Biden won the nomination — and for now, the messaging battle in his party.
From the very beginning of Biden’s 2020 campaign, his message has been simple: America’s deepest problems cannot begin to be resolved until Trump is defeated, and Biden — for reasons of experience, character and conciliatory instincts — is just the person to beat him. It was a pitch rooted more in political calculus rather than in sweeping policy ambitions or a radically new vision for the nation, and many Democrats questioned whether that argument would be sufficiently inspiring.
But by this week, it was clear that even Biden’s ideological opposites within the party — including Sen. Bernie Sanders, the avatar of the progressive movement — had embraced Biden’s case for focusing on building the biggest possible coalition to beat Trump, policy differences aside. In a speech that pleased a broad cross-section of the Democratic Party, Sanders cast the election as a battle against authoritarianism and pledged that he would “work with progressives, with moderates, and, yes, with conservatives to preserve this nation” — in keeping with Biden’s framing of the election as a unique crisis.
Jill Biden helped the campaign emphasize an urgent issue for many Americans: education.
Despite serving for eight years as second lady while Biden was vice president, Jill Biden has not been especially well known on the national stage. This week Jill Biden, an English professor by trade, reintroduced herself as an educator who is intimately familiar with the grave fears many American parents are experiencing in this moment.
Speaking from a classroom where she once taught, she appealed directly to families who are worried about their children’s futures at a time of uncertainty over what the school year will look like. She sought to connect those concerns to the priorities her husband would pursue, and she indicated that the campaign understands that full recovery from the problems of the pandemic cannot happen until the needs of working parents are addressed.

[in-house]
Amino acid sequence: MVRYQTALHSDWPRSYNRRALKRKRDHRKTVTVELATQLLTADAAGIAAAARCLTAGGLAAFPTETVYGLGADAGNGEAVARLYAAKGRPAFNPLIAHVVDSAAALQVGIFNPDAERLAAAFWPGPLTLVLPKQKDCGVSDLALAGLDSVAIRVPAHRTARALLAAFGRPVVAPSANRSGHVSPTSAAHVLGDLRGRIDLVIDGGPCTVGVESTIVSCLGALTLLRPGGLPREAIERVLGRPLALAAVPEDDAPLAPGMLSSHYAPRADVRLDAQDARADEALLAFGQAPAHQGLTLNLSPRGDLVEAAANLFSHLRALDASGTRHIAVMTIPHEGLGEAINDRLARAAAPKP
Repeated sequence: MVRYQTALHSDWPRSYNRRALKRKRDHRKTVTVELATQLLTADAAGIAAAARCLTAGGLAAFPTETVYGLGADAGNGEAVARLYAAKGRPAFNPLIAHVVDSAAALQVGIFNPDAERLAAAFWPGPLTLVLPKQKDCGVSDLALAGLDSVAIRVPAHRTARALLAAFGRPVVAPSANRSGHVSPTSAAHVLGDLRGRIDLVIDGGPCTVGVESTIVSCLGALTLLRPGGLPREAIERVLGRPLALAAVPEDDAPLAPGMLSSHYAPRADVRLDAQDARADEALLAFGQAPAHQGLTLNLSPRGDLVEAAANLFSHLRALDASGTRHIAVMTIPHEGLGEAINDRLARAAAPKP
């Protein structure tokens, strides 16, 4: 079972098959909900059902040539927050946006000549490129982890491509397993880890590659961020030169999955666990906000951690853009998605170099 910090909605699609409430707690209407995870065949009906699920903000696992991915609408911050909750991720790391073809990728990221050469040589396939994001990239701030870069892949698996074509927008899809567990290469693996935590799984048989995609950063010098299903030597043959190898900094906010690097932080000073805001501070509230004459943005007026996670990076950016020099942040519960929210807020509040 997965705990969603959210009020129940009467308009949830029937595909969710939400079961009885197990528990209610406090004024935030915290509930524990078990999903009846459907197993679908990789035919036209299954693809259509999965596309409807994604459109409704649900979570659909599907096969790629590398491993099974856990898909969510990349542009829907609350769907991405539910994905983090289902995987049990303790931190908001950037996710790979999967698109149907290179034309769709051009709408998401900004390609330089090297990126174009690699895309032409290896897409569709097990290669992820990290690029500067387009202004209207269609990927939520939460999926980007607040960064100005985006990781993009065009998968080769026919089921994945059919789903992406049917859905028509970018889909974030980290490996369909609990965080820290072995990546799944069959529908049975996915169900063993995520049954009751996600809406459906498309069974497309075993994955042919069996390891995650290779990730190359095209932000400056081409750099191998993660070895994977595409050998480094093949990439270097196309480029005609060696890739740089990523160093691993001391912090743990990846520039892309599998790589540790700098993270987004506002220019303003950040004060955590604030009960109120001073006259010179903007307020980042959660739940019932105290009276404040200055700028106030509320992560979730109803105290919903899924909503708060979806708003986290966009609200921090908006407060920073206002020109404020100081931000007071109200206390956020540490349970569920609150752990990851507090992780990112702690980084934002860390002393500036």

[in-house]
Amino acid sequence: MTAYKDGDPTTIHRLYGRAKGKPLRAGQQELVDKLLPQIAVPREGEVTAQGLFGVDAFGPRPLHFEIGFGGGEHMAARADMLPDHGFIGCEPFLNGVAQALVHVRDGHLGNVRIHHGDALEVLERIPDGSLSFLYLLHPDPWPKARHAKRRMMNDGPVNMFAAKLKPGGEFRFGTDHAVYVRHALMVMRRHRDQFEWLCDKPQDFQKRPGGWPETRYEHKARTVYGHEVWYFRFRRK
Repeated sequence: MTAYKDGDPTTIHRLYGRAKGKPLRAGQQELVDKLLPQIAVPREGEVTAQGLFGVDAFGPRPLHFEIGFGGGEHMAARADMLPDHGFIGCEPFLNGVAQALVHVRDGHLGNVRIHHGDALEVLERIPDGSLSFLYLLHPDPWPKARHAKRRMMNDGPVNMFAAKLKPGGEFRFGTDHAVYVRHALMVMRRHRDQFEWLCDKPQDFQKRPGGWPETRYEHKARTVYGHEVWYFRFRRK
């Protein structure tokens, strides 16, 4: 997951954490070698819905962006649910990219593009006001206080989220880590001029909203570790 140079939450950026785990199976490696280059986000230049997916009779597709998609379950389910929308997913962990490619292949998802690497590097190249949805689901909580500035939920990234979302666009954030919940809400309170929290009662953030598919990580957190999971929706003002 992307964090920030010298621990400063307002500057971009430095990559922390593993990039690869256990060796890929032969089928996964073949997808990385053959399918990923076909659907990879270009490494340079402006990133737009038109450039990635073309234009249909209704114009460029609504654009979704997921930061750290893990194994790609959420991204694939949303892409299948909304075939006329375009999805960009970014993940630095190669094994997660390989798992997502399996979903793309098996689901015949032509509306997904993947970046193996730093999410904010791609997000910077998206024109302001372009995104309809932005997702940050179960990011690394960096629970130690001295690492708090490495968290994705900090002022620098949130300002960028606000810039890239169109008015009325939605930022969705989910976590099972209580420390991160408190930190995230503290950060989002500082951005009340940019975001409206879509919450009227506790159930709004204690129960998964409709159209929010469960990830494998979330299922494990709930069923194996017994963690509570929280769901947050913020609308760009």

Democrats have papered over their policy differences, at least for now.
Democrats hold sharply divergent views on the policy and political questions facing the party, including how to expand health insurance coverage, how to regulate Wall Street and Big Technology, and how much to value bipartisanship. But this week saw little policy debate beyond a broad embrace of matters such as combating climate change and gun violence, welcoming immigrants and improving access to health care. Overall, the number of tributes to Biden’s character far outpaced any details about his governing agenda.
Democrats appear united in their focus on defeating Trump, but how long will that last? And while that was the message pressed by party leaders at the convention, will it be embraced by liberal activists at the grassroots level who have long been unenthusiastic about Biden?
Democrats extended a hand to independents and Republicans. Were those voters listening?
Even as Democrats spent the week moving to unify the party around Biden and Harris, the convention plainly prioritized outreach to moderate voters who may not identify as Democrats but are disillusioned by Trump’s stewardship of the Republican Party.
From videos featuring Republican figures like former Gov. John Kasich of Ohio to Biden’s insistence that the election was “not a partisan moment” but an “American moment,” Democrats pushed the message of country over party at every turn.
The critical test for Biden coming out of the convention will be: How many undecided voters heard and warmed to that message?